‘Really,’ she repeated as I laughed. ‘It’s so powerful, so–so primitive.’
I felt some of the air escape from the room, leaving it unnaturally quiet. ‘You don’t mean primitive?’ I said.
‘Yes, primitive: no one has told you, Brother, that at times you have tom-toms beating in your voice?’
‘My God,’ I laughed, ‘I thought that was the beat of profound ideas.’
In this instance the narrator’s oratory style and his intellectual approach are conflated in the notion of the primitive. The woman doesn’t seem to grasp the condescending nature of this reference, nor the compromised manner that her need of it reflects. Again the physical environment is concomitant in the construction of the narrator’s invisibility.
The apartment’s interior elements objectify white and black sexuality, alongside artifacts of artistic primitivism:
‘What a beautiful room you have here,’ I said, looking across the rich cherry glow of furniture to see a life sized painting of a nude, a pink Renoir. Other canvases were hung here and there, and the spacious walls seemed to flash alive with warm, pure color. What does one say to all this? I thought, looking at an abstract fish of polished brass mounted on a piece of ebony.’
The narrator’s so-called primitive nature is mirrored by the primitive geometry, mood, and content of the room. The character of the room asserts itself in the apartment elements: the cherry wood of the furniture and the warm colors of the wall glow with excitement. The painting of the nude substitutes itself for the narrator’s internal desire, perhaps even for the woman’s self image. Even the modern language of art naturalizes this primitive drive in its pure forms. The abstraction of the fish (a sculptural pure form) translates the primitive geometrically. Mounting the sculpture atop a base of ebony, the missing ivory of the cliche present in the Renoir and the woman completes the gesture. Ellison’s depiction locates a common ground between the artistic primitive and the social construction of the primitive. The surrounding space is charged by the myth of black sexuality, black intellect, and primitive strength, every element concomitant with a common purpose.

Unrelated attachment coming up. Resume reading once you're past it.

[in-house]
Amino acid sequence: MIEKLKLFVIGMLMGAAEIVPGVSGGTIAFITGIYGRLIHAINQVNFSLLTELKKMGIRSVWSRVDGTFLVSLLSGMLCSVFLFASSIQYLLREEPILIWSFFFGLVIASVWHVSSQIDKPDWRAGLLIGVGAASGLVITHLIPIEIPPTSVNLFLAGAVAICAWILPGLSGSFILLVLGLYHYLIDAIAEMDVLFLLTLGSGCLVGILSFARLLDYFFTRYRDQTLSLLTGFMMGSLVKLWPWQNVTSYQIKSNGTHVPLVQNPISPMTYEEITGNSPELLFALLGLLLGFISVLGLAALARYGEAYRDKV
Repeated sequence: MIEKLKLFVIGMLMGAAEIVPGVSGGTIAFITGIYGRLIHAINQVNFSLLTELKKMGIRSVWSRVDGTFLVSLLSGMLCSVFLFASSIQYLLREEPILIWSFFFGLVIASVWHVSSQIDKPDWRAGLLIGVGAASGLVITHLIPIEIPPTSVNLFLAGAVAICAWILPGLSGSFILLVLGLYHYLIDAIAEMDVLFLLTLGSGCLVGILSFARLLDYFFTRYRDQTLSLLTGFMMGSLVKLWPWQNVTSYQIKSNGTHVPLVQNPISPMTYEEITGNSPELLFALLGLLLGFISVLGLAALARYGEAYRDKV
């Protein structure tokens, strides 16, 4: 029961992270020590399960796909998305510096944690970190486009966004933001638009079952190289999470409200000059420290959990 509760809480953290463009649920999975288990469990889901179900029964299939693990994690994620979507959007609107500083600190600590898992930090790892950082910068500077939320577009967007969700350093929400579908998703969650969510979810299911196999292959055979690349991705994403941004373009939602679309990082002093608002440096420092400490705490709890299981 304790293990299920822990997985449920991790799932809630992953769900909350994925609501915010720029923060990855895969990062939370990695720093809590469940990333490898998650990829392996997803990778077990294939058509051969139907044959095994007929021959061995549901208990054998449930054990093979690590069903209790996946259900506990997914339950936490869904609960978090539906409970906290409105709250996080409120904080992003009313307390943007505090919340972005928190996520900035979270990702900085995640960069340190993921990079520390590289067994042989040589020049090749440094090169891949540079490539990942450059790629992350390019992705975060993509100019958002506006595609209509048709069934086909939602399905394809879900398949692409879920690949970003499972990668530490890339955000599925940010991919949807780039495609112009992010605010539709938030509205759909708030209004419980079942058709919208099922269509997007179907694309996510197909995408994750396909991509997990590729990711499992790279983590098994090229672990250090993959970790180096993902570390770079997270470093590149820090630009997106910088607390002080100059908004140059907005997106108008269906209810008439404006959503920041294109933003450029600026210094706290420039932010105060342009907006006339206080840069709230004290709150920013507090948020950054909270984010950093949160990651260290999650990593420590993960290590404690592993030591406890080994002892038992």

These are just two examples of many that illustrate the point. The content of race in the body of Ellison’s novel is never rooted in the narrator’s individuality, but in the common features he shares with racial tropes. These tropes operate autonomously, and precondition one’s response to the black subject; indeed, they make him a black subject. From the opening lines of the novel Ellison makes it clear that this substitution is manifest in the constitution of building fabric as well. The narrator’s ‘surroundings’ emblematically substitute objective criteria for his individuality. It is against this complex ideological condition that the narrator is forced to reassert his very substance and discover what truly makes him an individual.
What is striking about Ellison’s motif is how ubiquitous it is in the novel’s depiction of the American landscape. The narrator of the story initially places his hopes in the differences between Northern and Southern attitudes towards race. He hopes that by crossing the Mason-Dixon line for Harlem he can finally leave behind the effects of racism. However, the regional distinctions that contribute to the formation of these separate social, political, the economic worlds paradoxically participate in a common visual technique that repeatedly renders the narrator invisible. The ‘common sense’ belief that the North and the South harbored different racial attitudes, perpetuated in landmark studies like Gunnar Myrdal’s An American Dilemma of 1944, are rebutted in Ellison’s portrait of America. Both regions construct visual codes of blackness, and these codes are similar because they operate on the same subject.